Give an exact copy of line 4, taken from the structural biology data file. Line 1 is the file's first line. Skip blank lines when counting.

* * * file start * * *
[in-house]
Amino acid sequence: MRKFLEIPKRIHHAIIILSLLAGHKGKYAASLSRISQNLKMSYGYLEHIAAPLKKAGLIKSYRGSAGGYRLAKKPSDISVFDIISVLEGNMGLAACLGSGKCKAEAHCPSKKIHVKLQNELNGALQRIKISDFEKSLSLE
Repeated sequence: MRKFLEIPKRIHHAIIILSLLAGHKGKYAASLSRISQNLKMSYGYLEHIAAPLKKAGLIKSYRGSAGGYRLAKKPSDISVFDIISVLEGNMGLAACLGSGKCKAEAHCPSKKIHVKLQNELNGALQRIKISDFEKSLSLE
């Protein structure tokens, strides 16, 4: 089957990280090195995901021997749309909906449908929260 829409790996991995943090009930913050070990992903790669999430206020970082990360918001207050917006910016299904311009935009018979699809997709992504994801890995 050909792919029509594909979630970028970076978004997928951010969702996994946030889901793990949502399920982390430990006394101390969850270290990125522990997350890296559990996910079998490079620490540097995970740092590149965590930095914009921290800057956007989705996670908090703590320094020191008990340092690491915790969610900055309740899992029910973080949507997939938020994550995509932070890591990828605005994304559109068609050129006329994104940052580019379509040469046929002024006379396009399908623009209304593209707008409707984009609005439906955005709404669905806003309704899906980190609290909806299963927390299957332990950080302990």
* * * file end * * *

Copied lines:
């Protein structure tokens, strides 16, 4: 089957990280090195995901021997749309909906449908929260 829409790996991995943090009930913050070990992903790669999430206020970082990360918001207050917006910016299904311009935009018979699809997709992504994801890995 050909792919029509594909979630970028970076978004997928951010969702996994946030889901793990949502399920982390430990006394101390969850270290990125522990997350890296559990996910079998490079620490540097995970740092590149965590930095914009921290800057956007989705996670908090703590320094020191008990340092690491915790969610900055309740899992029910973080949507997939938020994550995509932070890591990828605005994304559109068609050129006329994104940052580019379509040469046929002024006379396009399908623009209304593209707008409707984009609005439906955005709404669905806003309704899906980190609290909806299963927390299957332990950080302990």